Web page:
Normally peaceful, brewer’s yeast cells get ornery once a certain virus infiltrates them. The virus reprograms the infiltrated yeast cells to secrete a toxin that opens pores in neighboring yeast and kills them. Vintners rely on this feat to help clear out undesirable yeast strains that stray into their barrels.
Yet the killer-yeast cells themselves somehow become immune to the toxin.
Now, Steve A.N. Goldstein and his colleagues at Yale University have discovered the molecular mechanism behind this survival. Goldstein showed last year that the toxin snaps open a potassium-controlling channel in the yeast membrane. The yeast cells die by potassium leakage.
The researchers report in the June 1 Cell that the same toxin, when inside the cell, closes the potassium channel and saves the cell. In effect, toxin on the inside plugs up holes made by toxin on the outside.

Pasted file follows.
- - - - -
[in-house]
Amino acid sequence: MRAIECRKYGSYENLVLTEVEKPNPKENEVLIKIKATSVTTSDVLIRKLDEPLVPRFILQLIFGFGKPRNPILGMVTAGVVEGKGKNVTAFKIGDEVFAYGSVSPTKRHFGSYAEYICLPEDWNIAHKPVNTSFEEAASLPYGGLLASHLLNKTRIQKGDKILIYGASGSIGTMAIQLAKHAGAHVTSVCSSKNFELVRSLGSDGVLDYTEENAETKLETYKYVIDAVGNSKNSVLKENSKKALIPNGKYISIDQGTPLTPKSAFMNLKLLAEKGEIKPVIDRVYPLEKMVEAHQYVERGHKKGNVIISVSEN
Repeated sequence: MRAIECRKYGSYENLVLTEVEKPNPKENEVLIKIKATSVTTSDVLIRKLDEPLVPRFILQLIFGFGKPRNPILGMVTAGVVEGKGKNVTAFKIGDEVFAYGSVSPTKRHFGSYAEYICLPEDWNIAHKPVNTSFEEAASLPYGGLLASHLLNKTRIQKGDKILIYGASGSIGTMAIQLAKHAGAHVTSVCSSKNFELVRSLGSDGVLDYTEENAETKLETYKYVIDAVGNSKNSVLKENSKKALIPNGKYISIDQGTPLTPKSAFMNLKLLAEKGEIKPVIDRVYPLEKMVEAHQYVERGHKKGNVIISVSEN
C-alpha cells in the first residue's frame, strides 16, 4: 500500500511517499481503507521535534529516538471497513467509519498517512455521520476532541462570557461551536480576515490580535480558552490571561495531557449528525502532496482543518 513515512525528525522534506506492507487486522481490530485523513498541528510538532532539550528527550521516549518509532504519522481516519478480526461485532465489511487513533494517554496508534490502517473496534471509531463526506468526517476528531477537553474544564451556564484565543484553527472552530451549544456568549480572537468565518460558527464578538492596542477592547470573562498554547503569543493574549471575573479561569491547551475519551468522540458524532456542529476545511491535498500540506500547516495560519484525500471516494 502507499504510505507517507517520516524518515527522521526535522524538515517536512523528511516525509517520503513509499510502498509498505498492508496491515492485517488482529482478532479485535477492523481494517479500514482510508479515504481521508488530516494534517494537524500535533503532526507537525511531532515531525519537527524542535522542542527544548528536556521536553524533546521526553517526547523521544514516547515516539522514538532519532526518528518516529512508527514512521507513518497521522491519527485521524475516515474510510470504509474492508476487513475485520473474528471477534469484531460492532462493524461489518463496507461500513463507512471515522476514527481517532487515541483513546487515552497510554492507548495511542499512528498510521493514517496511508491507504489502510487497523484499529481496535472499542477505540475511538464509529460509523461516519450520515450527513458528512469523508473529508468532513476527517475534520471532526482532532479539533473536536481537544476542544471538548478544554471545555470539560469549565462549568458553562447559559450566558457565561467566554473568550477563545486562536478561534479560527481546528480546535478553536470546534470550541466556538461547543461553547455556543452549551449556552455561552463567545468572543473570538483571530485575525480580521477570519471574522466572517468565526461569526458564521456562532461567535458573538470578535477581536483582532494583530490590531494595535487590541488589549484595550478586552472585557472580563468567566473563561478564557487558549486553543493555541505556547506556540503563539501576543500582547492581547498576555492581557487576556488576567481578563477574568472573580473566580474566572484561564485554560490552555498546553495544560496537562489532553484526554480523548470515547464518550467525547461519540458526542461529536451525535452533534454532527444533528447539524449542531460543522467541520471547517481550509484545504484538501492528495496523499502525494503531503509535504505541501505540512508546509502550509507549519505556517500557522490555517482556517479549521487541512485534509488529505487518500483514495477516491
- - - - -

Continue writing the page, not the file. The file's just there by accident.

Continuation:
Evidence for this channel-closing role emerged when the group applied toxin to yeast membranes turned inside out. The team determined the state of the channel by measuring potassium flux with an electrode. In the presence of toxin outside, the inside-out channel snapped shut.
In another experiment, the researchers studded the membrane of a frog egg with the yeast’s potassium channels. When they applied the toxin to the exterior of the frog egg, the channels opened. When the scientists applied the viral toxin to both sides of the egg membrane to mimic the killer-yeast cells’ situation, the potassium channels stayed shut most of the time.
Goldstein speculates that the main role of these channels might be to give virus-infected yeast an edge. “It’s really a beautiful symbiotic relationship,” he says. “The yeast gives the virus a home, and the virus gives the yeast dominance.”